THE OLD SWITCH-A-ROO: Ryota (Masaharu Fukuyama) discovers that he’s been raising a child (Keita Ninomiya) that’s not his.
City Paper grade: B
Among the world’s great filmmakers — or, more precisely, filmmakers capable of greatness — Hirokazu Koreeda is unusually difficult to pin down. He followed Nobody Knows, a heartbreaking true-life tale of abandoned children living on their own, with the samurai movie Hana; and the heartbreaking family drama Still Walking, with the blow-up doll romance Air Doll. With Like Father, Like Son, he surprises by working in largely the same vein as 2011’s I Wish, a gentle tale of boyhood dreams slightly marred by the central product placement of a Japanese rail line.
Like Father, Like Son also focuses on families separated by distance, adding an element of intrigue: As their only child, a son named Keita (Keita Ninomiya), nears his sixth birthday, Ryota (Masaharu Fukuyama) and Midori (Machiko Ono) learn he was switched at birth with another couple’s child, a revelation that seems to snap Ryota’s misgivings about his son into sharp focus. Ryota is a driven office worker who has sacrificed his family life in the name of success and expects his son to do the same; that the boy enjoys his piano lessons but fails to push himself, even at 5, strikes his father as a mark of failure — or it did, until their lack of blood relation seemed to explain it.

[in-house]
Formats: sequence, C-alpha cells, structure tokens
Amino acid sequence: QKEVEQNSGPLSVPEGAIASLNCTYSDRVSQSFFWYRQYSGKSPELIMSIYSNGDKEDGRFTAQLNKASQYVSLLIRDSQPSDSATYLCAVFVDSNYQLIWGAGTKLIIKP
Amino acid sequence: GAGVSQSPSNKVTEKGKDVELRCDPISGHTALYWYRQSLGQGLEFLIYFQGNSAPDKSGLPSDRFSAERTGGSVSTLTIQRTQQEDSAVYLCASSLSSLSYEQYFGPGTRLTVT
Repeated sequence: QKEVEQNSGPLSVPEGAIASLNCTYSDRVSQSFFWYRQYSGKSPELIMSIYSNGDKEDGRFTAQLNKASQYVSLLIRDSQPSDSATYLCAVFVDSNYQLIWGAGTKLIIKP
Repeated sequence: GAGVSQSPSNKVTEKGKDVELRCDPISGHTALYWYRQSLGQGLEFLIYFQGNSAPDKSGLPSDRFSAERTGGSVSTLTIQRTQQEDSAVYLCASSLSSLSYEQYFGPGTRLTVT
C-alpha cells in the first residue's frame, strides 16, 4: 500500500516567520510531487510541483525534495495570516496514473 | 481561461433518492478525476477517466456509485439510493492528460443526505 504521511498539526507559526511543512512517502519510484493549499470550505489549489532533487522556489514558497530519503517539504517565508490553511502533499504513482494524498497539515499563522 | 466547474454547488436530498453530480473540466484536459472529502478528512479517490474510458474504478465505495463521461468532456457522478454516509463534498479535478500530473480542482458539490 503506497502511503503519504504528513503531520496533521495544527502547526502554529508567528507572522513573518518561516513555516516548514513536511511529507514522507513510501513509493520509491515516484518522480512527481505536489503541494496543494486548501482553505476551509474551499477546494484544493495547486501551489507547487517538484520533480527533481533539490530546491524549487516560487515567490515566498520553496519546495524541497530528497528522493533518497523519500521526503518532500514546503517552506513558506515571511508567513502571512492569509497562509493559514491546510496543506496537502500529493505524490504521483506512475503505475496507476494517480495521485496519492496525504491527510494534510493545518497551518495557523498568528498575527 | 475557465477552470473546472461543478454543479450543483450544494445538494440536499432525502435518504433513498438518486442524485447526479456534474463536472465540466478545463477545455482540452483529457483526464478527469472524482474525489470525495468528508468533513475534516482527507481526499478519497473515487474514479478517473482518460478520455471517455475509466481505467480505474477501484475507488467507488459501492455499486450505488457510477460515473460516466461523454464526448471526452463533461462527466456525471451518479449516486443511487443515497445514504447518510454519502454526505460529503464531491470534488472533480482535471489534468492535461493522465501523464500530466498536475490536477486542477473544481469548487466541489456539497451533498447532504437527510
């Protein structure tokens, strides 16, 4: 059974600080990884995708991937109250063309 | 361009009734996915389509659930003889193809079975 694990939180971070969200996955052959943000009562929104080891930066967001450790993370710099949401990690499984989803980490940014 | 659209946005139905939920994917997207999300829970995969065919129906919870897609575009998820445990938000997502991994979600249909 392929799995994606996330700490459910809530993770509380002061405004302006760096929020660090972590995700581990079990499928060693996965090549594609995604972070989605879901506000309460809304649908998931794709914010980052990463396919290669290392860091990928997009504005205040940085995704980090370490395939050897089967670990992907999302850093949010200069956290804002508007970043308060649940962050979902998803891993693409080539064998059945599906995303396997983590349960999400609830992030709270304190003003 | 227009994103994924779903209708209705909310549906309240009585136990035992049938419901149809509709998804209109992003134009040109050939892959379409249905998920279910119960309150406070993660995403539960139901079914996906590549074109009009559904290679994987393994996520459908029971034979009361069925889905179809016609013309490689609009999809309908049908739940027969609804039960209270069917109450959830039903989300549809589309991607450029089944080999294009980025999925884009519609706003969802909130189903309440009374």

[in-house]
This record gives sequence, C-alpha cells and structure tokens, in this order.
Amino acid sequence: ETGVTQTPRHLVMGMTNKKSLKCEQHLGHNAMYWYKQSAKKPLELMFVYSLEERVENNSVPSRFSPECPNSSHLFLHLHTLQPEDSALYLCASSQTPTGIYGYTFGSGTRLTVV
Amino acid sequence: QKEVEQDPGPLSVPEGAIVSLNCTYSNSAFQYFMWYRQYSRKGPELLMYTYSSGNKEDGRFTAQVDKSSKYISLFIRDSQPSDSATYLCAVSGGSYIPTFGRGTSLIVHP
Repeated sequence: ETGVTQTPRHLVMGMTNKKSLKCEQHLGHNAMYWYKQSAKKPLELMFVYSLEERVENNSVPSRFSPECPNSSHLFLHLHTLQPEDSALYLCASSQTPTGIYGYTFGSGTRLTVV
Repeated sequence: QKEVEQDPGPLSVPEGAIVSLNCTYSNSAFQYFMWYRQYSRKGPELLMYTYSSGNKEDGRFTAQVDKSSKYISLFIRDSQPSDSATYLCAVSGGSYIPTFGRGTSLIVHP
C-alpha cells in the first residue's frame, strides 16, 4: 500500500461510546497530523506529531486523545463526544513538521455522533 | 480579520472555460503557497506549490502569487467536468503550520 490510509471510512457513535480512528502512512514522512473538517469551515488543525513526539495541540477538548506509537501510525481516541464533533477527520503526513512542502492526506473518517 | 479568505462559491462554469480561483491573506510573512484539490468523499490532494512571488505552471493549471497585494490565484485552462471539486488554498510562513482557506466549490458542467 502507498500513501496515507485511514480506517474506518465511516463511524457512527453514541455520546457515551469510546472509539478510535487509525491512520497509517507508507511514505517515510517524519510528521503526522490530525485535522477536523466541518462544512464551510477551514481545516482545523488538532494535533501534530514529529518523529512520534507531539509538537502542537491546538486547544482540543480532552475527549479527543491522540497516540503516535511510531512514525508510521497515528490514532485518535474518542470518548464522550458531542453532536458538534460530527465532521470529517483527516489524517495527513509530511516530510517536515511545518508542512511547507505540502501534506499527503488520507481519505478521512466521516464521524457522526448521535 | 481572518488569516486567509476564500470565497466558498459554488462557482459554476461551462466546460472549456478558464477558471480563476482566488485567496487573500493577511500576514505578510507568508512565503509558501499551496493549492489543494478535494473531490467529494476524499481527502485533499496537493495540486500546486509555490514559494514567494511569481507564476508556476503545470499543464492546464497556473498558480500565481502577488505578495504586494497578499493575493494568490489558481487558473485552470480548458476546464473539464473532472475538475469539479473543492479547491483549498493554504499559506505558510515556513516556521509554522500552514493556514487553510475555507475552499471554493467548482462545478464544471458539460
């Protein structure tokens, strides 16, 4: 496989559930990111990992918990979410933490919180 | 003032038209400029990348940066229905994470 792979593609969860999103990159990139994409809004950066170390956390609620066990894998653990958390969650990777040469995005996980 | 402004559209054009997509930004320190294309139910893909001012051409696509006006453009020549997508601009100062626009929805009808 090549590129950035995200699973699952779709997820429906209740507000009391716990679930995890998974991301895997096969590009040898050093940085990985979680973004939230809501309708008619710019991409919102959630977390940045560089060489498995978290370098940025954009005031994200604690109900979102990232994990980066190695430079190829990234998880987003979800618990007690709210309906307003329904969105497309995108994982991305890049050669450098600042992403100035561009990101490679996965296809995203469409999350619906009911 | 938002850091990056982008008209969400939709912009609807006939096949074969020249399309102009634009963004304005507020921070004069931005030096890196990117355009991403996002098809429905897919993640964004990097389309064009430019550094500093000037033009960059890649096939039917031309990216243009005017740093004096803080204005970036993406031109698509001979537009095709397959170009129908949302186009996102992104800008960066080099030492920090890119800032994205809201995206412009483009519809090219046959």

Ryota looks down on the middle-class family that has been raising his biological son, scowling at the father’s lack of ambition, which naturally leaves him more time to spend with his several children. There’s a schematic feel to the movie; you could remake it for American audiences without changing a shot. But Fukuyama’s dedication to Ryota’s prickly perfection would get lost in the translation, and with it the movie’s most intriguing aspect.
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